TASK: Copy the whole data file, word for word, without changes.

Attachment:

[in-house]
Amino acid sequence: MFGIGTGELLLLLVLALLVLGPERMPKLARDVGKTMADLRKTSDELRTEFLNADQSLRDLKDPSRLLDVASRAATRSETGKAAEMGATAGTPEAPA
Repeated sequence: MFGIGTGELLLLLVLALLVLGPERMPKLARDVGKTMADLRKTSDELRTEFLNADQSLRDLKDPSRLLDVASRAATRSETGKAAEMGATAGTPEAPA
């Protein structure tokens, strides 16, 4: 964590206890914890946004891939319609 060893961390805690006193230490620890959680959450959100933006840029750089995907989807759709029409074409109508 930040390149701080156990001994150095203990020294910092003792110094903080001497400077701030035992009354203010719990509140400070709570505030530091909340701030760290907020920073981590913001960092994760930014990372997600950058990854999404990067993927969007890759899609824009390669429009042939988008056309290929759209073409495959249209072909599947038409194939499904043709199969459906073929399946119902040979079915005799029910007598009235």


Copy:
[in-house]
Amino acid sequence: MFGIGTGELLLLLVLALLVLGPERMPKLARDVGKTMADLRKTSDELRTEFLNADQSLRDLKDPSRLLDVASRAATRSETGKAAEMGATAGTPEAPA
Repeated sequence: MFGIGTGELLLLLVLALLVLGPERMPKLARDVGKTMADLRKTSDELRTEFLNADQSLRDLKDPSRLLDVASRAATRSETGKAAEMGATAGTPEAPA
């Protein structure tokens, strides 16, 4: 964590206890914890946004891939319609 060893961390805690006193230490620890959680959450959100933006840029750089995907989807759709029409074409109508 930040390149701080156990001994150095203990020294910092003792110094903080001497400077701030035992009354203010719990509140400070709570505030530091909340701030760290907020920073981590913001960092994760930014990372997600950058990854999404990067993927969007890759899609824009390669429009042939988008056309290929759209073409495959249209072909599947038409194939499904043709199969459906073929399946119902040979079915005799029910007598009235």